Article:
Family honors New Mexico teen’s battle with cancer through matching scar tattoos
LUBBOCK, Texas (KCBD) - While scars signify hurt and pain, they also demonstrate growth and healing — all are part of a journey the O’Briant family never wants to forget. Jasper O’Briant’s father and oldest brother honored his battle with bone cancer by getting a tattoo to match the large scar on his arm. The family from Jal, New Mexico, traveled here to Lubbock last week to make their bond permanent at Sunken City Ink.
Jasper, 16, loves building Legos, solving Rubik’s cubes, and playing baseball. At practice one day his arm gave out, leading his family to believe he had torn his bicep. Several appointments later, doctors diagnosed Jasper with osteosarcoma, the most common cancer that starts in the bones.
He’s now in his third round of chemotherapy since early 2020. The large scar on his upper left arm tells the story of a surgery to remove bone and muscle.
“Walking through that at the beginning, you just see the pain, you see the difficulty, the healing, you see all of that. And you don’t want to forget,” Jasper’s father Jody O’Briant said. “I think as people, we tend to forget when life is simple for a while, we forget...we want to memorialize this. We want to remember it and we don’t want Jasper to walk through it by himself.”
Especially after Jasper’s journey was more isolated by the pandemic, his oldest brother Nathan wanted him to know he didn’t have to go through his journey alone. Years after the idea was born, their efforts materialized into matching tattoos of Jasper’s scar.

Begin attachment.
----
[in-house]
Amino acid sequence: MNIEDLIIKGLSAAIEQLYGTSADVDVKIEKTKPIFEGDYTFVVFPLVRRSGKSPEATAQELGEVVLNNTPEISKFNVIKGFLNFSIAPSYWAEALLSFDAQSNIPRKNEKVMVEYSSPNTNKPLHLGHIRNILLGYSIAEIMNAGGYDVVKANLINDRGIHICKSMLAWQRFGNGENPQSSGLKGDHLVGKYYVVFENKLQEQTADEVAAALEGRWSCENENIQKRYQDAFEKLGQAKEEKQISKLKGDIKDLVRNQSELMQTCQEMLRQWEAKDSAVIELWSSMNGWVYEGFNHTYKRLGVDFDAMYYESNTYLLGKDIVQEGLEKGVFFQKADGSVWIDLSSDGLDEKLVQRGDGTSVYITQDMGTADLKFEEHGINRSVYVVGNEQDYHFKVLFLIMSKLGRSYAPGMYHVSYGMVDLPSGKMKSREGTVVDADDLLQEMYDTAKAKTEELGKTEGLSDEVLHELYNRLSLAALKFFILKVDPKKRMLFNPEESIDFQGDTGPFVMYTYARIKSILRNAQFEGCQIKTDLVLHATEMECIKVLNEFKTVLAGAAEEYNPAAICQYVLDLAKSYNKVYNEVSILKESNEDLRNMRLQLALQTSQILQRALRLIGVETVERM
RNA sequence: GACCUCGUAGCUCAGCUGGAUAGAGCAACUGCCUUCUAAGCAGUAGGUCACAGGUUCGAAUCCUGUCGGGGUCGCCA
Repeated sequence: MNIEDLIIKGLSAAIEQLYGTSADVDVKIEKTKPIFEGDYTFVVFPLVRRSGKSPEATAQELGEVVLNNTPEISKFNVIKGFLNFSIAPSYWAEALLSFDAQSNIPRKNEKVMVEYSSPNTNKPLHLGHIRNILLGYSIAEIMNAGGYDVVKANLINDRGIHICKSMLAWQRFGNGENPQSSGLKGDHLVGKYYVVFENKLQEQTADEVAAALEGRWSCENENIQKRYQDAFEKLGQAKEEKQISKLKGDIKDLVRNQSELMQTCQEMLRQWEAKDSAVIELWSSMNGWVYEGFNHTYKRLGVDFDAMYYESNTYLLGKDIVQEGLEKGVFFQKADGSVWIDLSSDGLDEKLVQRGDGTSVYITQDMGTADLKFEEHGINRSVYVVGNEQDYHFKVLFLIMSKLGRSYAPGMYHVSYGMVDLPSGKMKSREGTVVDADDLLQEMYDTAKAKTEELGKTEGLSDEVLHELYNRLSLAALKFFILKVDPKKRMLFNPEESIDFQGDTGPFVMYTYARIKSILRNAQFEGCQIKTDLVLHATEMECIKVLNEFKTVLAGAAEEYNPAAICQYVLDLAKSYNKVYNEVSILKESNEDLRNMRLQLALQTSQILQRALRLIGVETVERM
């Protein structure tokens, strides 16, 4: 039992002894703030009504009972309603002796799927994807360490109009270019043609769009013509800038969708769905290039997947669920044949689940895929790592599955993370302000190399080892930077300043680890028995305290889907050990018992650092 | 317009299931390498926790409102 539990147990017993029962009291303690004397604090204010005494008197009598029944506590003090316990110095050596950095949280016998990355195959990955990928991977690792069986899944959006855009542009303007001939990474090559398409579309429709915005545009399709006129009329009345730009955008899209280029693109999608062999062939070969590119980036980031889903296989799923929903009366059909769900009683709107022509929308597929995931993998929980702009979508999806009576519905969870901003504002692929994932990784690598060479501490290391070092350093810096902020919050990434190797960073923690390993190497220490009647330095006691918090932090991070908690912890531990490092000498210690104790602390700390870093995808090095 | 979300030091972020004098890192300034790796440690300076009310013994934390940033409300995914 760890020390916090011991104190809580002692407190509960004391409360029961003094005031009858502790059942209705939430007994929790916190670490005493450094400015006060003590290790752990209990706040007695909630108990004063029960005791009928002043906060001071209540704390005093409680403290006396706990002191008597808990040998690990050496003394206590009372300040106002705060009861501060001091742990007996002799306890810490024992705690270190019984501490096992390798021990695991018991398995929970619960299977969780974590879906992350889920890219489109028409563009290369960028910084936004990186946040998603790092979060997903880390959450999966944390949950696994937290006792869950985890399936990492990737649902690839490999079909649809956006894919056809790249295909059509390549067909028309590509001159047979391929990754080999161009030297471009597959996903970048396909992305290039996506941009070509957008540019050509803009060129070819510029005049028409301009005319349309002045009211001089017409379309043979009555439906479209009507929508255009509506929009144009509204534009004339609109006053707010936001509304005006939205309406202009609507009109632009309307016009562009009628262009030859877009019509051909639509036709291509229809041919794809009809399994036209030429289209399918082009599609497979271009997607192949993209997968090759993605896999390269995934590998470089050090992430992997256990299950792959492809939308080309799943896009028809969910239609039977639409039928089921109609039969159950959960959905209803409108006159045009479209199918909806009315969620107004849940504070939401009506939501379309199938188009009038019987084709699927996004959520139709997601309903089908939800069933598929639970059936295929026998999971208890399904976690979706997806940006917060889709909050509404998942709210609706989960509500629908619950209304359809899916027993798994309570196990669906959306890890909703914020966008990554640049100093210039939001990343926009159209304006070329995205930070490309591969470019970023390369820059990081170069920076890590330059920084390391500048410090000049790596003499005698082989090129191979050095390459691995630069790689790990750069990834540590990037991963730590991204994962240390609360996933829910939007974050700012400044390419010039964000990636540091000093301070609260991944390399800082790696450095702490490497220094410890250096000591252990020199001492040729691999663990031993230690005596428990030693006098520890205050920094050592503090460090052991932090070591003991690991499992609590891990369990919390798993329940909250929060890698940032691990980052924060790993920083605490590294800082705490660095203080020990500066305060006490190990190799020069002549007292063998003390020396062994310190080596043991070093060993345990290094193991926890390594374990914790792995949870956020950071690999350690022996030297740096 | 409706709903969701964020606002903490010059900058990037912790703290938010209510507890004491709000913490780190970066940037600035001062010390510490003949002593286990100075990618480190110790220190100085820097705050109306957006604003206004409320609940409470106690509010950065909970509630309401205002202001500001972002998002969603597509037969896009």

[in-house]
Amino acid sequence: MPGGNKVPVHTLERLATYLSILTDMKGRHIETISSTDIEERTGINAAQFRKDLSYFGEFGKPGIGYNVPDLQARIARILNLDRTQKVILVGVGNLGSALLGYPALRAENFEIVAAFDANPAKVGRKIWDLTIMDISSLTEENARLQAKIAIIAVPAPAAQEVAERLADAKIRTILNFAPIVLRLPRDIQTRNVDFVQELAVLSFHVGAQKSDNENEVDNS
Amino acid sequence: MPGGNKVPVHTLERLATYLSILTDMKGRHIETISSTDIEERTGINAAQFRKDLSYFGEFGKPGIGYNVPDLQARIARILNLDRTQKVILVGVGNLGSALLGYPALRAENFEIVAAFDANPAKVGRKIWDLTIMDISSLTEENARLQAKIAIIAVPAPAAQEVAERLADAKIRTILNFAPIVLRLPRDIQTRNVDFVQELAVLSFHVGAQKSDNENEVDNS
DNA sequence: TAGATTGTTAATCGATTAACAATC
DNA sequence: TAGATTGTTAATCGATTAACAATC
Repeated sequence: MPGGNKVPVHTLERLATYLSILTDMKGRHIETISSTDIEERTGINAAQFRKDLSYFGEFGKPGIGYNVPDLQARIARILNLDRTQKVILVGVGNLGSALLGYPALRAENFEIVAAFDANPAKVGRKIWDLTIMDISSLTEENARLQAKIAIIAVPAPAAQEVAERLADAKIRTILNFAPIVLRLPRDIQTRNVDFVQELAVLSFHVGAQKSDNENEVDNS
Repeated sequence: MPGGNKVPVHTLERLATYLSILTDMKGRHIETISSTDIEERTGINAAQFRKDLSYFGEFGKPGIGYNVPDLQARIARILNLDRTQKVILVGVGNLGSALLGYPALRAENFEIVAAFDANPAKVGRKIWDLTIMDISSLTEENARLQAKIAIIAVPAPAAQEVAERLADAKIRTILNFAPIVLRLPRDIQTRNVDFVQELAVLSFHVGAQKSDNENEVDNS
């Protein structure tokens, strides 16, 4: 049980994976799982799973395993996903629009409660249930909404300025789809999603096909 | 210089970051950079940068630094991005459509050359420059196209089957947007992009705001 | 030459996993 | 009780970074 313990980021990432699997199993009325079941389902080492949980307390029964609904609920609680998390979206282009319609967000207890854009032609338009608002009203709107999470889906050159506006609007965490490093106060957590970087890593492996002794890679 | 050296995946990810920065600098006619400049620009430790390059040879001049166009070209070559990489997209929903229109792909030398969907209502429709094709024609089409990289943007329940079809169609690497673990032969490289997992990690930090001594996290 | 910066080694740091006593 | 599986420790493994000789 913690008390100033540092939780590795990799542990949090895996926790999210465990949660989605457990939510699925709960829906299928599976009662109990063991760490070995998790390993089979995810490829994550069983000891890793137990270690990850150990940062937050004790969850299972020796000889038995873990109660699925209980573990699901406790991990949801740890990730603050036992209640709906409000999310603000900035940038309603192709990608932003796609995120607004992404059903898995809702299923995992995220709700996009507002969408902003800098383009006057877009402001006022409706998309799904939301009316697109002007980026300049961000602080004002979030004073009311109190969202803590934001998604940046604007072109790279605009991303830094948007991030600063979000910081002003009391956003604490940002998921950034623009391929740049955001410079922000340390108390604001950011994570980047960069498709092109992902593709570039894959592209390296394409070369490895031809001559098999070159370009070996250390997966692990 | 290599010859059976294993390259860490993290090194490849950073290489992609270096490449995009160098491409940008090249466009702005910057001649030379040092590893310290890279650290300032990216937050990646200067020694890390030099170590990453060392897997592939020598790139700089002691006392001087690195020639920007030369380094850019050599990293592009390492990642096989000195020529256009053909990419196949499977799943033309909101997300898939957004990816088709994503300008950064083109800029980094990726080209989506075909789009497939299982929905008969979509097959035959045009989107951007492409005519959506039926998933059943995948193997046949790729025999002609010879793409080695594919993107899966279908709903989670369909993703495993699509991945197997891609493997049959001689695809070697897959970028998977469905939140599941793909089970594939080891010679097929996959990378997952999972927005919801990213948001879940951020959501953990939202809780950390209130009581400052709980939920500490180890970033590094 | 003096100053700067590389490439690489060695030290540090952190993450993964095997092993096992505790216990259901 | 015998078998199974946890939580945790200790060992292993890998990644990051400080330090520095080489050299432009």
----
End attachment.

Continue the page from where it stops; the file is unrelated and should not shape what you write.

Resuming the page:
“Just showing that we love him and that this is how we’re with you no matter what,” he said.
“When my dad approached me first, I thought it was really cool and it really meant a lot to me that they wanted to do something permanent to their body that they would never be able to remove. I didn’t get to choose and the fact that they chose to do it made it very special,” Jasper said.
While they live in Jal, they came to Sunken City Ink in Lubbock to get the tattoos after seeing the work artist Mike Diaz had done for other families.
“You have clients that have had mastectomies because of cancer situations and I’m able to restore that for them. I’m able to help cover up scars for people. I’m able to help people in situations to where, tattoos can heal as well as help bring comfort in certain situations,” Diaz said.
Jody says their faith in Christ is the only way they’ve made it through the past several years.
“You keep studying, you keep learning, you keep growing, you keep asking God, and then your church comes around you. Your town comes around you. People just come around you and they love on you way more than you ever expect. And it’s been a blessing disguised as a curse,” he said.
He says their challenge is far too common for other teenagers like Jasper.
“Osteosarcoma for teenagers, for pediatric osteosarcoma, is a very real disease that is very intense, very difficult, and not very well publicized and not much money raised for it either. And so, we would love for more money to be raised for research. We’d love for more money to be put towards the needs of families and children that are walking through this,” Jody said.
You can help support the O’Briant family as Jasper continues his third round of chemotherapy here.
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